To put the above timescale in context, from 1674 to 1871 Alsace was
part of France. Then the Franco-Prussian war ceeded it to the German Empire
until 1918. Under the 1919 Treaty of Versailles it reverted to France, until
1940 when Nazi Germany occupied it. After 1945 it again became part of France.
The mildew Oidium tuckeri, which was first found at Versailles around 1848,
had spread to Alsace by 1876, and it was this that caused the vine-breeders
to turn their attention to hybrids.
Since the Barrington Brock Madeleine Angevine 7672 is definitely not a hybrid
one may hypothesize that it could be from Oberlin's early breeding programme, before he started
work on hybrids. Kuhlmann's work seems to have concentrated only on hybrids.
Possible future lines of investigation are:-
- a gas-chromatograph leaf analysis by Geilweilerhof.
- a DNA 'fingerprinting' analysis developed originally by University of California
the information on Pinot noir.
Breeder/License holder: none
Number of clones: none
Area planted in England (as at August 2004): 48.3
hectares, 7th largest
It is now aslo grown in Sweden, Denmark, Belgium etc.
Wine Character - colour: yellow-green
- palate: in almost every vintage, with
sufficient acidity, it makes a very good dry white wine on it's own; it
is not suited to sweetening. Due to it's special flavour it doesn't blend with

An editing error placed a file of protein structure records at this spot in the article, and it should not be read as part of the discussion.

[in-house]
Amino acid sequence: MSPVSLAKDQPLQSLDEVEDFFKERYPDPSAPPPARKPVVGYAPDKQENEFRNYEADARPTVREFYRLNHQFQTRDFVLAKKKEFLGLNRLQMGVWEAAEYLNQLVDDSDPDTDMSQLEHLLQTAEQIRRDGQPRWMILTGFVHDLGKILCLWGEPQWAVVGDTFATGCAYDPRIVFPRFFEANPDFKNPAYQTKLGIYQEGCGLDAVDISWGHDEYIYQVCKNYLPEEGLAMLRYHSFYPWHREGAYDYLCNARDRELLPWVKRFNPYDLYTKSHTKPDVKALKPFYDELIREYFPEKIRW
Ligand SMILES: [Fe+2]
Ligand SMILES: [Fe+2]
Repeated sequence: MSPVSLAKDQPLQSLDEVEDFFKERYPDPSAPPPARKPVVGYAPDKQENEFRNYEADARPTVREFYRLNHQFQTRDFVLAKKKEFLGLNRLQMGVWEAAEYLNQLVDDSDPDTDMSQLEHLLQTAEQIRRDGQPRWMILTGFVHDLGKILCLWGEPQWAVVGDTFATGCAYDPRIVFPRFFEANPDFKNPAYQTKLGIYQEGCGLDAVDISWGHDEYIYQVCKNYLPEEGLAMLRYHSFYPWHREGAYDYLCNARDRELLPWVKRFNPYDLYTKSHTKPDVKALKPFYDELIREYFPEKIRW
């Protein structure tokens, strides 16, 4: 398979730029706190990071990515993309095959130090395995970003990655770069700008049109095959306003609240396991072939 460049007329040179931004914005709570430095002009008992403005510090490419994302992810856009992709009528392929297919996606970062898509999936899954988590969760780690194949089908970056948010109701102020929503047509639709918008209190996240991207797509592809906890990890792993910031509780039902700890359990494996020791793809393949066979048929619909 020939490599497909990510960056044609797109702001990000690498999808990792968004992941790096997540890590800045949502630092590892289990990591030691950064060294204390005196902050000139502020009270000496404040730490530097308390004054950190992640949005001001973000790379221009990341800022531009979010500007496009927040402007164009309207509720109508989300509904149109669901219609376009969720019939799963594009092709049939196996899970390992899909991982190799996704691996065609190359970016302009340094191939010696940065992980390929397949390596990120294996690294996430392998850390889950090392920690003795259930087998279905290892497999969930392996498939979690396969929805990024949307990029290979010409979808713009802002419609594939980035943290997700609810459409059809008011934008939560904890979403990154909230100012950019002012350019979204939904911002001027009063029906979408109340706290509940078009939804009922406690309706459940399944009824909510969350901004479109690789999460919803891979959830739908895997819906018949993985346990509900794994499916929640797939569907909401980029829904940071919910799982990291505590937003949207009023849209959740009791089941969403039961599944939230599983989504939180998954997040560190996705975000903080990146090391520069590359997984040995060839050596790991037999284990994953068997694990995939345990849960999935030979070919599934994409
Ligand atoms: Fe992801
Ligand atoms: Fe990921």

other varieties. It benefits considerably from oak maturation, French and
American oak. The
wine continues to develop in character for many years. Occasionally in it's
early development the wine can have a pear-drop aroma but this disappears with
time. The flavour has a slight earthiness and hints of white pears and sometimes
Time of bud-burst: middle-early
Strength of growth: medium to strong
Growth of side-shoots: medium
Flowering time: middle-late
Flowering strength: very high
as with almost all varieties, the flowers are hermaphrodite (male and
female organs together in each flower) and hence self-fertile (not requiring
another variety to pollinate it).
Gillian Pearkes wrote "it can and does set a full crop even when flowering
coincides with cold, damp, drizzly weather - which is unique".
Leaf: - size: medium-large
- shape: round, toothed edge, 3 to weak 5 lobed
- surface undulation:
- petiolar sinus: V-shape, open
thin leaves are easily damaged by
Grape bunch: - size: medium
- density: tight
Berries: - size: medium
- shape: round
- skin colour: yellow-green
Time of veraison: early to middle
Time of harvest: early, typically 25 to 28 September (70 to 75 days from berry set to harvest), it should be harvested at 65 Oeschle or slightly less,
for optimum flavour. Sufficient acidity must be preserved if the wine is to be
Grape yield: high
Must-weight: medium to low
Must-acidity: medium to low
Wood ripening: very good
Winter hardiness: very good
Wood colour: brown
Chlorosis resistance: medium (slightly susceptible)
Susceptibility to - Oidium: medium
- Peronospora: medium
- Botrytis: low to medium - Roter Brenner:
- Stem-atrophy: very low
Suitable rootstocks: SO4
Normal stem height: 0.7m
Normal row spacing: 1.8 to 2.0m
Vine spacing in the row: 1.2m
Winter Pruning: 8 (to 10) eyes/buds per sq. metre of land occupied by the plant.
Advantages: Very high flowering strength giving consistently high yields.
In very bad weather it is the best variety for flowering/berry-set. The wine ages very
well and is one of very few varieties which we can grow in the UK that has a
Disadvantages: Can have a slightly earthy taste which around 10% of
consumers don't like. Susceptible to attack by wasps in certain years.